The Journolist scandal, America, the media, and the assumption of objectivity

Left-wing bias in the media is nothing new. Regardless, journalists and the free press have been regarded as the peaceful guardians of America’s liberal democratic republic. In 1787, Thomas Jefferson wrote:

“The basis of our government being the opinion of the people, the very first object should be to keep that right; and were it left to me to decide whether we should have a government without newspapers, or newspapers without a government, I should not hesitate a moment to prefer the latter.”

In this respect, the press was supposed to be the voice of the people, not a propagandistic arm pushing a particular ideology, person, or party. Nevertheless, the founding fathers were no fools when it came to the protection of freedom. The free press is and was an institution like any other, thus it was corruptible. James Madison said it best, “All power in human hands is liable to be abused.” This applies to the press as much as governmental institutions.

As with the contemporary, there have been numerous subjective news sources that have circulated in the press. Many a 19th century newspaper would publish lurid, scandalous or even libelous stories about opposing politicians on a regular basis. Nevertheless, the modern press’s antecedents did not operate under a generally believed air of objectivity as today’s press wishes to push.  It is certain that this will not be the first nor last scandal in the ranks of reporters. As a result, the narrative of an independent and disinterested press may need to be reassessed.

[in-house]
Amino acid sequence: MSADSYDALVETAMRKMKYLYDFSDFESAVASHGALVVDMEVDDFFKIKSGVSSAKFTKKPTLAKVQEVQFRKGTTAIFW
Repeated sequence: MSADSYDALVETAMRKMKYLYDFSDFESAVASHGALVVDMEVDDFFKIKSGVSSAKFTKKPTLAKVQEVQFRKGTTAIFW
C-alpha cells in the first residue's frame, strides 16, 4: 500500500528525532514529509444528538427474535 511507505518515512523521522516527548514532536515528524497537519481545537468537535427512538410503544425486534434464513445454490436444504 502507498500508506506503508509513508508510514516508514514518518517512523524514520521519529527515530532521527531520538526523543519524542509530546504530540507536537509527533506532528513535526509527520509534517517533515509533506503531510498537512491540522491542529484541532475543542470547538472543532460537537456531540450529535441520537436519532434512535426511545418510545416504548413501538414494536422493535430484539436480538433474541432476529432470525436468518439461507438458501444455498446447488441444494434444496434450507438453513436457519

As Thomas Jefferson takes another spin in his burial plot at Monticello, many modern ethicists would also be highly critical of the program of deception these journalists undertook. Journalists and prominent commentators on journalistic ethics, Bill Kovach and Tom Rosenstiel noted that, “the purpose of journalism is to provide people with the information they need to be free and self-governing.” This flies in the face of the Journolist “collective’s” Al Capone-esque (I.E. “if I wanted your opinion, I’d give it to you”) treatment of the coverage of Obama’s relationship with Rev. Jeremiah Wright these media mavens presented.

Kovach and Rosenstiel authored a nine-point list of prerequisites journalists should follow.  The list included anobligation … to the truth … loyalty is to citizens.” They continued, “[journalism’s] practitioners must maintain an independence from those they cover … [Journalism] must serve as an independent monitor of power.” In no way did the journalists involved live up to these basic standards.  In place of standards, the left-wing press has set an agenda for its supporters with an end goal that affected millions. However, their actions were little different from their predecessors who invented the practice of yellow journalism.

In essence, this move involving an impromptu cabal of journalists, who set about swaying the public, were a micro-version of what readers of history have witnessed in places like Stalin’s USSR, Khomeini’s Iran, Castro’s Cuba, and (at the risk of being accused of reductio ad Hitlerum) Adolf Hitler’s Germany. The main difference between these examples and this case is the lack of a totalitarian propaganda-journalistic collaboration set by the state. Instead, this group acted on its own to set the discourse (or lack thereof) and obfuscate the facts in a drive to push its own political message. For the Washington Independent’s Spencer Ackerman (A.K.A. Mr. “Fred Barnes, Karl Rove, who cares — and call them racists.”) the journalist was to adopt the role of Greek rhetorician-cum-Goebbels with a touch of George Orwell.